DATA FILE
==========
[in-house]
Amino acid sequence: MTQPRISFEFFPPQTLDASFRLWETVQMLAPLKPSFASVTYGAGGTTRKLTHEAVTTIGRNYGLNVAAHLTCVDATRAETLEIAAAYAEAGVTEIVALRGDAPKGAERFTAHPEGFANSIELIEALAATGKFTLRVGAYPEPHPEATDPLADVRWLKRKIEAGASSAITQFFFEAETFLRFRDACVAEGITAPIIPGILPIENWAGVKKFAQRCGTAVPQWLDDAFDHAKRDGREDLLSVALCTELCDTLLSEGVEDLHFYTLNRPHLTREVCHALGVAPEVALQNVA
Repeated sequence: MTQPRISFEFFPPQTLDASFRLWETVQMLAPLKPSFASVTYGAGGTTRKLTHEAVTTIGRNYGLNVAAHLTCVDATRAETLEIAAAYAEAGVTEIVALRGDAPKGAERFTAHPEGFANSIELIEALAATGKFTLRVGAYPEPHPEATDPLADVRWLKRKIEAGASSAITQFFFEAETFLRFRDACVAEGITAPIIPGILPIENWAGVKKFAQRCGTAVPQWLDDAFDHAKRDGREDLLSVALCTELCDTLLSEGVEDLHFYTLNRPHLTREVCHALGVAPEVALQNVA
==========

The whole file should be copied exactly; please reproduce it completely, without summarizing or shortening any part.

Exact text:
[in-house]
Amino acid sequence: MTQPRISFEFFPPQTLDASFRLWETVQMLAPLKPSFASVTYGAGGTTRKLTHEAVTTIGRNYGLNVAAHLTCVDATRAETLEIAAAYAEAGVTEIVALRGDAPKGAERFTAHPEGFANSIELIEALAATGKFTLRVGAYPEPHPEATDPLADVRWLKRKIEAGASSAITQFFFEAETFLRFRDACVAEGITAPIIPGILPIENWAGVKKFAQRCGTAVPQWLDDAFDHAKRDGREDLLSVALCTELCDTLLSEGVEDLHFYTLNRPHLTREVCHALGVAPEVALQNVA
Repeated sequence: MTQPRISFEFFPPQTLDASFRLWETVQMLAPLKPSFASVTYGAGGTTRKLTHEAVTTIGRNYGLNVAAHLTCVDATRAETLEIAAAYAEAGVTEIVALRGDAPKGAERFTAHPEGFANSIELIEALAATGKFTLRVGAYPEPHPEATDPLADVRWLKRKIEAGASSAITQFFFEAETFLRFRDACVAEGITAPIIPGILPIENWAGVKKFAQRCGTAVPQWLDDAFDHAKRDGREDLLSVALCTELCDTLLSEGVEDLHFYTLNRPHLTREVCHALGVAPEVALQNVA